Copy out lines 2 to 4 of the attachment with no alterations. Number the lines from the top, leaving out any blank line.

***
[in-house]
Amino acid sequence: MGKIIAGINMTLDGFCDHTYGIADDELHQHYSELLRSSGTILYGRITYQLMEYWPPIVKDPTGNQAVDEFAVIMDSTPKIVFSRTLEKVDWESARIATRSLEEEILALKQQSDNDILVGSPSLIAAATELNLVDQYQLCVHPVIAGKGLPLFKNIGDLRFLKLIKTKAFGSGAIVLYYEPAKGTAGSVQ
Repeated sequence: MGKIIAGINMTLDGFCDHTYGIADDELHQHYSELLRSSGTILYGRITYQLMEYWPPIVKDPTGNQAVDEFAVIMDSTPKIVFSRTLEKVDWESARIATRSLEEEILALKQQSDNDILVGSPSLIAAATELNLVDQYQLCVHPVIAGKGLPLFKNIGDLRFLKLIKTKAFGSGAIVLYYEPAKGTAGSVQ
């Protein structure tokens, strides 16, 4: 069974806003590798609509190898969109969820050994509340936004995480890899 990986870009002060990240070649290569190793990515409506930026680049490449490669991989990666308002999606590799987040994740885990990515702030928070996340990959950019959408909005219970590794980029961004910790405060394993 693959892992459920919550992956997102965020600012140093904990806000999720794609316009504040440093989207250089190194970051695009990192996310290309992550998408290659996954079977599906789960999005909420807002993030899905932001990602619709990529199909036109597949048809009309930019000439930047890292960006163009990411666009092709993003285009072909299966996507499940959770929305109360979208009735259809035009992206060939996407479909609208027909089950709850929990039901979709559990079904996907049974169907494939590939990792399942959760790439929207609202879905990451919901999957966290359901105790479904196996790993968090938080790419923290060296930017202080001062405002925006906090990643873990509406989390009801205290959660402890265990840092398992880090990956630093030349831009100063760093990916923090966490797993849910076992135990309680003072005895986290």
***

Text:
Amino acid sequence: MGKIIAGINMTLDGFCDHTYGIADDELHQHYSELLRSSGTILYGRITYQLMEYWPPIVKDPTGNQAVDEFAVIMDSTPKIVFSRTLEKVDWESARIATRSLEEEILALKQQSDNDILVGSPSLIAAATELNLVDQYQLCVHPVIAGKGLPLFKNIGDLRFLKLIKTKAFGSGAIVLYYEPAKGTAGSVQ
Repeated sequence: MGKIIAGINMTLDGFCDHTYGIADDELHQHYSELLRSSGTILYGRITYQLMEYWPPIVKDPTGNQAVDEFAVIMDSTPKIVFSRTLEKVDWESARIATRSLEEEILALKQQSDNDILVGSPSLIAAATELNLVDQYQLCVHPVIAGKGLPLFKNIGDLRFLKLIKTKAFGSGAIVLYYEPAKGTAGSVQ
């Protein structure tokens, strides 16, 4: 069974806003590798609509190898969109969820050994509340936004995480890899 990986870009002060990240070649290569190793990515409506930026680049490449490669991989990666308002999606590799987040994740885990990515702030928070996340990959950019959408909005219970590794980029961004910790405060394993 693959892992459920919550992956997102965020600012140093904990806000999720794609316009504040440093989207250089190194970051695009990192996310290309992550998408290659996954079977599906789960999005909420807002993030899905932001990602619709990529199909036109597949048809009309930019000439930047890292960006163009990411666009092709993003285009072909299966996507499940959770929305109360979208009735259809035009992206060939996407479909609208027909089950709850929990039901979709559990079904996907049974169907494939590939990792399942959760790439929207609202879905990451919901999957966290359901105790479904196996790993968090938080790419923290060296930017202080001062405002925006906090990643873990509406989390009801205290959660402890265990840092398992880090990956630093030349831009100063760093990916923090966490797993849910076992135990309680003072005895986290």